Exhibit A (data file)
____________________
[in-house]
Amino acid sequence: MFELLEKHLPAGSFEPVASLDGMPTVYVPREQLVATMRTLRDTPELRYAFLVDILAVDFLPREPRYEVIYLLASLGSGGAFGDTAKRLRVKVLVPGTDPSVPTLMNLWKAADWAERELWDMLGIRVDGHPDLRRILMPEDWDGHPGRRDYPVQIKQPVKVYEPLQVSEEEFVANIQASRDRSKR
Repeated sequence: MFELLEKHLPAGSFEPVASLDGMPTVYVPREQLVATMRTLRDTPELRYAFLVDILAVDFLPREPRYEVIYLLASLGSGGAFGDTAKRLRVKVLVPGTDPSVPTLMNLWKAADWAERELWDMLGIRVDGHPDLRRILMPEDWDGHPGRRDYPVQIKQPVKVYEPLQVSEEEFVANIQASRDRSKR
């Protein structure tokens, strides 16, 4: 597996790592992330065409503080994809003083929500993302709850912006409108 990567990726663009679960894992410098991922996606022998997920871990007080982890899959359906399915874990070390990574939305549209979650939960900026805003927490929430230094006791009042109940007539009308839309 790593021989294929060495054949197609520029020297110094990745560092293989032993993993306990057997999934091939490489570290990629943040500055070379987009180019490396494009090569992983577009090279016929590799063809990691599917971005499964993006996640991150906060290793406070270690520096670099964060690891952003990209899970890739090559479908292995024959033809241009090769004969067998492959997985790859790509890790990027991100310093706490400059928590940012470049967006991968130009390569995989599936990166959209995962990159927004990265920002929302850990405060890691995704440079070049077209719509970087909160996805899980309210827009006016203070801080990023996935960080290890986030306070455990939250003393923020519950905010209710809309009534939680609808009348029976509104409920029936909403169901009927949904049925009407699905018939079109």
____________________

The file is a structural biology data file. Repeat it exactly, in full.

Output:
[in-house]
Amino acid sequence: MFELLEKHLPAGSFEPVASLDGMPTVYVPREQLVATMRTLRDTPELRYAFLVDILAVDFLPREPRYEVIYLLASLGSGGAFGDTAKRLRVKVLVPGTDPSVPTLMNLWKAADWAERELWDMLGIRVDGHPDLRRILMPEDWDGHPGRRDYPVQIKQPVKVYEPLQVSEEEFVANIQASRDRSKR
Repeated sequence: MFELLEKHLPAGSFEPVASLDGMPTVYVPREQLVATMRTLRDTPELRYAFLVDILAVDFLPREPRYEVIYLLASLGSGGAFGDTAKRLRVKVLVPGTDPSVPTLMNLWKAADWAERELWDMLGIRVDGHPDLRRILMPEDWDGHPGRRDYPVQIKQPVKVYEPLQVSEEEFVANIQASRDRSKR
């Protein structure tokens, strides 16, 4: 597996790592992330065409503080994809003083929500993302709850912006409108 990567990726663009679960894992410098991922996606022998997920871990007080982890899959359906399915874990070390990574939305549209979650939960900026805003927490929430230094006791009042109940007539009308839309 790593021989294929060495054949197609520029020297110094990745560092293989032993993993306990057997999934091939490489570290990629943040500055070379987009180019490396494009090569992983577009090279016929590799063809990691599917971005499964993006996640991150906060290793406070270690520096670099964060690891952003990209899970890739090559479908292995024959033809241009090769004969067998492959997985790859790509890790990027991100310093706490400059928590940012470049967006991968130009390569995989599936990166959209995962990159927004990265920002929302850990405060890691995704440079070049077209719509970087909160996805899980309210827009006016203070801080990023996935960080290890986030306070455990939250003393923020519950905010209710809309009534939680609808009348029976509104409920029936909403169901009927949904049925009407699905018939079109």